The Flawed Moral Logic of the New York Times on the Flawed Moral Logic of Sending Cluster Munitions to Ukraine

By David Swanson, World BEYOND War, July 10, 2023

On Monday the New York Times argued in favor of continuing the war and supplying weapons for the war in Ukraine but not cluster bombs:

“However compelling it may be to use any available weapon to protect one’s homeland, nations in the rules-based international order have increasingly sought to draw a red line against use of weapons of mass destruction or weapons that pose a severe and lingering risk to noncombatants. Cluster munitions clearly fall into the second category.”

It is of course a positive thing for the New York Times to have some limit, and to reach that limit prior to reaching nuclear apocalypse, and to report in doing so on the related lies of the U.S. military. And I really don’t care whether they claim something called the “rules-based international order” exists, even if they do seem to finally be admitting that the United States is not a member of it.

It is also a positive thing for a tiny fraction of Congress Members to rhetorically object to sending cluster bombs to Ukraine. My concern is with where they and the New York Times draw their line, where their limit is finally reached.

If “protecting one’s homeland” does not justify absolutely anything (as it does for nuclear weapons proponents, for example, arguably reaching self-contradiction in justifying the destruction of everyone’s “homelands”), then it is up to us to determine what it does not justify. The notion that it justifies massive warmaking — and sabotaging of peace efforts — but not cluster bombs or perhaps chemical weapons and maybe not biological weapons (but Depleted Uranium weapons and at least the threat of nuclear weapons seem to make the cut) depends on major misconceptions. In fact, the lying by the purported leader and originator (but non-member) of the Rules Based Order is consistent across all aspects of the war, not just the dud-rate of cluster bombs.

First, this flawed moral logic is dependent on the misconception that the war in Ukraine isn’t generally killing huge numbers of civilians, so that cluster bombs can create a change from slaughtering acceptable non-civilians to slaughtering unacceptable civilians. This is false. The war is killing huge numbers of civilians with all kinds of weapons. And many of those weapons will go on killing for years even if the war ends, through the destruction and poisoning of the environment.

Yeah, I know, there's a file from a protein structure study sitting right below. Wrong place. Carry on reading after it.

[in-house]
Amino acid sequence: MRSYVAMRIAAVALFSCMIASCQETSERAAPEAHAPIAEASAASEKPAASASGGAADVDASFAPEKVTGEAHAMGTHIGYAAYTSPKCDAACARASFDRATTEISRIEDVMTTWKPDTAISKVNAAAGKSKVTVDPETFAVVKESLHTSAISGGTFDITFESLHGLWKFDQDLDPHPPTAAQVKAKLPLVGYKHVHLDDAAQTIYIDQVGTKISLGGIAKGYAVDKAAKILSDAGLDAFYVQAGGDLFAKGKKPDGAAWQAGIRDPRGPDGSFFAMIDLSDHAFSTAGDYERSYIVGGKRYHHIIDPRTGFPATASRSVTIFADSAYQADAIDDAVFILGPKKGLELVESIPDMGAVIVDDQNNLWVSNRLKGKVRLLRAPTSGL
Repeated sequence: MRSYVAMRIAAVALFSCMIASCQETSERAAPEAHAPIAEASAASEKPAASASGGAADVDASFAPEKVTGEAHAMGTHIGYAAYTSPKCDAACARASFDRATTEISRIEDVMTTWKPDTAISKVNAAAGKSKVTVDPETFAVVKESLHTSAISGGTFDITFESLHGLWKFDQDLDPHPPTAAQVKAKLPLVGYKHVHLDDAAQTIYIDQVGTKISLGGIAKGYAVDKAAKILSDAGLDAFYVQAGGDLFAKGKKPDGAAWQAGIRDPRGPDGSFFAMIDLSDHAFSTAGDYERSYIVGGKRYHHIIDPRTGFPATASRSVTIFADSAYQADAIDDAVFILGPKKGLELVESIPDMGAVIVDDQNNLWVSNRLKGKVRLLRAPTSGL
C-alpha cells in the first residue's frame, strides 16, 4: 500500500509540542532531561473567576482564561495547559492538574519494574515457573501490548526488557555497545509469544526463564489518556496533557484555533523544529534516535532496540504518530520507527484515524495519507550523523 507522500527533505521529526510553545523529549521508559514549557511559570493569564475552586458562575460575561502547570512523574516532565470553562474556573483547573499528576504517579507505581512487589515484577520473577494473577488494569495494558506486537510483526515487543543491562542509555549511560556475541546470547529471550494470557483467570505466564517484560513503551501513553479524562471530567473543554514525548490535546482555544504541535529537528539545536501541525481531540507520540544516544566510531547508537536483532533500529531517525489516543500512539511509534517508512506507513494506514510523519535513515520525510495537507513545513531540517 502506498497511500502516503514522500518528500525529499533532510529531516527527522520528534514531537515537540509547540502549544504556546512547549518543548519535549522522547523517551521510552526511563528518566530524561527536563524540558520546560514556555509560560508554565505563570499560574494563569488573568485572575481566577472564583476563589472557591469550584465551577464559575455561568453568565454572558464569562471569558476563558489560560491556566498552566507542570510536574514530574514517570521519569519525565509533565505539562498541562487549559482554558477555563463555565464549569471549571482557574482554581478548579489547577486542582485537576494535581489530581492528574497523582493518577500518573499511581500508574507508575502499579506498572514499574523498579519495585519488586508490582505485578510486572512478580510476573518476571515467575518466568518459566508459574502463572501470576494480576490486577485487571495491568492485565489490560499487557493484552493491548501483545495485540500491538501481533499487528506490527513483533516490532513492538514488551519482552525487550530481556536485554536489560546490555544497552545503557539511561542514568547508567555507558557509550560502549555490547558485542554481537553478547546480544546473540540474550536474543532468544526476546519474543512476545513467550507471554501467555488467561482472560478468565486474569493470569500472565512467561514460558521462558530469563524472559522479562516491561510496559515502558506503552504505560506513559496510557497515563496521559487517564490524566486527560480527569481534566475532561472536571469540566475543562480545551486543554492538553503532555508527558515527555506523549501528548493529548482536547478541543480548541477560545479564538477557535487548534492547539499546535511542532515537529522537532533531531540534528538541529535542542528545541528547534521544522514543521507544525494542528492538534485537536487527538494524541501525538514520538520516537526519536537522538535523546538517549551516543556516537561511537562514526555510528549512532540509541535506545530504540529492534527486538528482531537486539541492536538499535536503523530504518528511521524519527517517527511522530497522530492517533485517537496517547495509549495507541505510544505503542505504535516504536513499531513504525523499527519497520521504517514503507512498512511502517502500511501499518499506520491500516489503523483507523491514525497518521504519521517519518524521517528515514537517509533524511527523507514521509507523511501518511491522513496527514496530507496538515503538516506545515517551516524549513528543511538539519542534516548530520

Second, this flawed moral logic is dependent on the atrocious idea that killing non-civilians is perfectly fine. Non-civilians are people, men and women with families and friends, blood and guts, hopes and dreams. In this war, on both sides, they are mostly men who have been compelled by force of propaganda, social pressure, and threat of prison to cease being civilians. Imagine demanding that someone make himself an acceptable target for murder. Of course, each side will claim that those forced to participate on one side are perfectly acceptable targets and those on the other side are saints and heroes by no means available for shredding their flesh with high-tech weapons. But a rules-based order should do better than that.

Third, this war is starving and harming civilians and non-civilians alike, within Ukraine and Russia and across the globe. It is depriving people of food, clothing, medicine, and shelter. The majority of direct, violent victims of wars in recent decades are civilians. But the overall majority of the victims of these wars live and die far from the combat and are hardly given a passing thought. Tiny fractions of the resources going into this war could transform the lives of billions of people.

Fourth, there are always alternatives to war. Even in the middle of war, there are wiser options.

Did the New York Times oppose the use of U.S. cluster bombs in Iraq or Afghanistan? I hope so. I don’t remember it supporting our protests over the years at the U.S. factories producing them, or our demand that they be eliminated. But how ever a limit is reached, it is good that there is one. Reaching such a limit should be an occasion to reconsider. If you’re going to have a limit, why not have it in the best place?

Even without reconsidering, in supporting the war henceforth, the New York Times will be supporting a war that has crossed over its “red line.” Ought that not to be a reason to advocate for peace negotiation?

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